In an ideal world, the sale of your product or service runs smoothly and with no objections from the prospect, but we all know that most sales are far from ideal. The reality is that handling sales objections comes with the territory of any sales cycle, so it’s best to know how to manage them.
When you adopt a scientific sales process, the best way to manage objection handling is by using psychology to help you connect and deepen your relationship with the prospect. Here are four ways to more effectively address sales objections so your prospect stays on track to a final close:
1. Use Empathy To Mirror And Match
The key to prospect empathy is be persistent in listening closely and assuring the prospect that you understand. As you listen, look for key indicators as to whether or not the prospect is actually going to buy, and try to get into the buyer’s mind in order to establish and build trust.
Pay close attention to his or her rate of speech, mannerisms (if you are meeting face to face) and attitude. Then, as you answer questions and address sales objections, match those mannerisms in your own communication. This approach reinforces that you’ve been listening and comes across as more relatable to the prospect.
2. Harness The Power Of The PEPC Method
Another tactic for handling sales objections is the PEPC method, as explained below:
Probe: Get as much information as possible from the prospect
Empathize: Put yourself in the prospect’s place
Present: Communicate your case in the best way possible
Close: Finalize on a firm commitment before the end of the conversation
The key to closing any sale is finding and removing all objections, so you need to first probe and empathize with a prospect to discover every objection he or she might have. Then, with a greater understanding of the prospect’s pains and fears, you’re able to more precisely address those sales objections in your presentation and close.
3. Look At The Bigger Picture
Sometimes, a prospect’s sales objections get lost in the intricacies and particulars of the deal, which have the potential to escalate into an endless debate that might lose you the sale. Instead of handling sales objections at this level of minutiae, reframe the conversation to look at the bigger picture for the prospect.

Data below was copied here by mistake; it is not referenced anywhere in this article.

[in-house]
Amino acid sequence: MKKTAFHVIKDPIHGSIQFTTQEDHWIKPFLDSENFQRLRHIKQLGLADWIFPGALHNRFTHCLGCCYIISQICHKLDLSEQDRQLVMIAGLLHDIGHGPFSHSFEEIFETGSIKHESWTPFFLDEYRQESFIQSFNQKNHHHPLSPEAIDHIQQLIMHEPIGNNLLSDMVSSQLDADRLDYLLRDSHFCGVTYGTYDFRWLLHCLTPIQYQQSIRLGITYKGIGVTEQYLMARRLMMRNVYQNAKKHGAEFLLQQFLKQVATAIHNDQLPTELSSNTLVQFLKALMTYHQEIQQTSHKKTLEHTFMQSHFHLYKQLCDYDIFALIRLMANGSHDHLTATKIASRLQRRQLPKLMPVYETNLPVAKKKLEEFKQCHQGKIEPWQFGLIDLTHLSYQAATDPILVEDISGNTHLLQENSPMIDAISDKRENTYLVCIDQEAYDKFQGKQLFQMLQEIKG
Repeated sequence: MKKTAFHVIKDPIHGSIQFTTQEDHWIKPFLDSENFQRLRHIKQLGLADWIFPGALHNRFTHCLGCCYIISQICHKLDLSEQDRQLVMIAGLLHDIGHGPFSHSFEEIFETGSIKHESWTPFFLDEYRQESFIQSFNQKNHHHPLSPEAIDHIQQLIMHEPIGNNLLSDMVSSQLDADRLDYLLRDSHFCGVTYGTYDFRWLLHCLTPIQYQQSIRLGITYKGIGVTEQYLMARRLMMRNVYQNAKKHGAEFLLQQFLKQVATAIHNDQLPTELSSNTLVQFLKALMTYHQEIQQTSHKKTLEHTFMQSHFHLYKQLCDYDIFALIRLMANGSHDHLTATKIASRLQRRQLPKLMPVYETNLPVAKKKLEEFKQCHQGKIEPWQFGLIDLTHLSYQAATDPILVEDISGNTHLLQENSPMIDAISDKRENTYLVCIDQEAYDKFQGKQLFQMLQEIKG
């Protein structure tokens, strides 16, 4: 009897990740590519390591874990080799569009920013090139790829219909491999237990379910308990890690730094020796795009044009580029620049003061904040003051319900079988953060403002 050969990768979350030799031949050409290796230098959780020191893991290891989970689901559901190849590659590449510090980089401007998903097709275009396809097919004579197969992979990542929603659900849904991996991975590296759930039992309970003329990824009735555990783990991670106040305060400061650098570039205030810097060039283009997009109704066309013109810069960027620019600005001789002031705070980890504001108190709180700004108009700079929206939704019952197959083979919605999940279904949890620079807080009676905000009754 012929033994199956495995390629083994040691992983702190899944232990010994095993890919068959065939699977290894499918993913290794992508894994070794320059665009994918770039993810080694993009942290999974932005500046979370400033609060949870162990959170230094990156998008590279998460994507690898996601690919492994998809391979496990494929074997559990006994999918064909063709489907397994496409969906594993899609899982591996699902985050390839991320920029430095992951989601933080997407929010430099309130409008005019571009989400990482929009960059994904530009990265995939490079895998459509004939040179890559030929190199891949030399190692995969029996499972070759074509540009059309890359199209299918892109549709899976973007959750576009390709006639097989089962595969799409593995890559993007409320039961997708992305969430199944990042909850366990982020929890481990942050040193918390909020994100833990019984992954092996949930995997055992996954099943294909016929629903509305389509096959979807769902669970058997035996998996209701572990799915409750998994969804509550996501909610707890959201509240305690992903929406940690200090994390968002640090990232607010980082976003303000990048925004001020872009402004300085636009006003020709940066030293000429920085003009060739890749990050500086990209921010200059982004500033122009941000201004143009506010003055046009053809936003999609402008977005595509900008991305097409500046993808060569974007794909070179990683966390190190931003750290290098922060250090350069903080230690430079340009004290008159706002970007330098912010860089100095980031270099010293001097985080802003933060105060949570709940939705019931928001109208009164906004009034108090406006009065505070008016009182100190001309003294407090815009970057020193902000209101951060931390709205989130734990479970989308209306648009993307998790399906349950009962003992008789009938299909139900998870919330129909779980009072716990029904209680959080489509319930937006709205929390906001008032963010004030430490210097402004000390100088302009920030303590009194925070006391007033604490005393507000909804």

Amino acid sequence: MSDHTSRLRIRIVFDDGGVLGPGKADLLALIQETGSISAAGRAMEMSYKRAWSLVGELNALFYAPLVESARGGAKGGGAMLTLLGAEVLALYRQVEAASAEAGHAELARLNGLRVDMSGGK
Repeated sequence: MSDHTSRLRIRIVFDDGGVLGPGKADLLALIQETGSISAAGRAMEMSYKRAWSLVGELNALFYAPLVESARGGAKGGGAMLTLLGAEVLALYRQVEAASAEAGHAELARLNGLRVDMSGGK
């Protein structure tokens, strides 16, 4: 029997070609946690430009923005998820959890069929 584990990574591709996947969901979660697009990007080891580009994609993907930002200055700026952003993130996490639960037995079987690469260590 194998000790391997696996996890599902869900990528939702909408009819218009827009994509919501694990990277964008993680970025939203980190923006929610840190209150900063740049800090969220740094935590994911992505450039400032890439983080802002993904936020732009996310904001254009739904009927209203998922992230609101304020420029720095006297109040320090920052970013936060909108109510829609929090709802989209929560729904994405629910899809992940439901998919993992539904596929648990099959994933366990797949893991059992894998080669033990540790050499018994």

For example, if potential customers have an objection about a small price difference for your product or service, take the conversation a step back and remind them that you understand they’re looking for value and that your product or service offers better long-term value to their business in the following ways. This approach reminds prospects to look first to their organizational strategy and long-term goals before arguing over minor points.
4. Connect With A Storytelling Approach
Storytelling is the most powerful form of human persuasion, and it definitely plays a part in your sales funnel when it comes to handling sales objections. Stories (such as case studies, scenario modeling and metaphors) help you relate to customers and show them the proof that your solution works – particularly when you frame the story in their own industry lingo or jargon.
Analogies are one particularly powerful storytelling technique, because you have the ability to compare a prospect’s current choice between you and your competitor to another choice that he or she feels more confident in making. For example, if a prospect is only worried about your price, you might ask, “If you were buying a new car, would you only consider the upfront price? Or would you consider manufacturer, maintenance costs and safety features as well?” Then, demonstrate how your business is just like that reliable, safe car manufacturer (or any other useful analogy). Analogies are exceptionally effective when you make a comparison to the prospect’s own product, solution or industry.
Handling sales objections doesn’t have to be the hardest part of closing more sales if you use the techniques listed above. In fact, with the right approach to objection handling, you close more sales and retain more prospects in your growing sales pipeline.
Comments on this article are closed.